Notes on the Grippe

Being an accounting of the recent and continuing pandemic and its various circumstances, from the perspective of an inhabitant of the regions lately called the Lost Quarter. Dates unknown.

Day Seventy Seven

The landscape of the Lost Quarter is deceptive. By all appearances it is a plain marked only by rolling hills, like waves rippling across a vast sea. In some parts it is said you can watch your dog run away for three days, and certainly it is flat in places. The horizon is daunting as a result, with seemingly no end to it; the closer you look, the farther it goes.  The sky dwarfs everything else, vast and blue, a reminder that we are but specks upon the earth.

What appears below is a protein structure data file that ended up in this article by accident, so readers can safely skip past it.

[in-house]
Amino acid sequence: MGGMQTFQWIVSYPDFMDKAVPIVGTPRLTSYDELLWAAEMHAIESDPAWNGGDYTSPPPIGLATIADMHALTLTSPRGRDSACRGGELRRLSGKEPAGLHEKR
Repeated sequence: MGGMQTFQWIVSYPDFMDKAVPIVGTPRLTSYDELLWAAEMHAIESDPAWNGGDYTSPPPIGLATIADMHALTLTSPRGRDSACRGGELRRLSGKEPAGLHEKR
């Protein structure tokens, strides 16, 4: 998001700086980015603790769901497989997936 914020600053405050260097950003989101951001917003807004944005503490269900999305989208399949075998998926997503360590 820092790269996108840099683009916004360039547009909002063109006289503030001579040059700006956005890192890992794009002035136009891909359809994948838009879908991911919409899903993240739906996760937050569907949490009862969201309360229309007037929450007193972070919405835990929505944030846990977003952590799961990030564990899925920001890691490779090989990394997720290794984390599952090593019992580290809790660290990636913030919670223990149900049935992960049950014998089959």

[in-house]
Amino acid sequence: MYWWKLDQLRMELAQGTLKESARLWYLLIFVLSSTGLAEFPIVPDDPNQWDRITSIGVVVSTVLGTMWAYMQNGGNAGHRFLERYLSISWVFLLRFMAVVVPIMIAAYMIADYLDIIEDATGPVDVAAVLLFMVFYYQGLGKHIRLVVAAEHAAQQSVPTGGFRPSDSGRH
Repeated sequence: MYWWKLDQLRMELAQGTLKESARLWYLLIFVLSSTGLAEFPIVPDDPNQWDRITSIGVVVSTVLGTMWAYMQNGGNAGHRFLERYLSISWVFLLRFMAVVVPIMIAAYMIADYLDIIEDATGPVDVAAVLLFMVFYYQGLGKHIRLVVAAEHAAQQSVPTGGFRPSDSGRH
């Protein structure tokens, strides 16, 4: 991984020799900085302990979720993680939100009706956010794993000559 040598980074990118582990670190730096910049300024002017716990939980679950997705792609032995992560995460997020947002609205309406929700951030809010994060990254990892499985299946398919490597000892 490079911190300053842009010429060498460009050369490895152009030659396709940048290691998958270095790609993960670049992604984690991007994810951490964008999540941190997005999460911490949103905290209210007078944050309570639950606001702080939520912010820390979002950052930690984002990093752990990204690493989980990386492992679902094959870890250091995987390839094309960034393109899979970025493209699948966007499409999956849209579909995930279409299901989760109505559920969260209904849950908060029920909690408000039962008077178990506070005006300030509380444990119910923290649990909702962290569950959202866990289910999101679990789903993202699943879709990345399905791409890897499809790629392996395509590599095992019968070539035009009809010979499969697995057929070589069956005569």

There is a small rise on a road that winds its way through the Lost Quarter that I often think of. One hardly notices it as you pass along, particularly if one is proceeding north. It is not a great hill, one passes by others that are much steeper, whether going north or south. The land simply rises up and then levels off, as it does in a thousand other places.

Yet, if you pause at the top of the rise, facing south and look out upon the horizon your entire perspective will change. For at the edge of the horizon, miles away, there is another rise and everything else lies below. This innocuous little hill, unremarkable in every way, is not a hill at all, but edge of vast and unnoticed valley that contains much of the Lost Quarter. You would never know you were in a valley unless you stand just there and happen to look.

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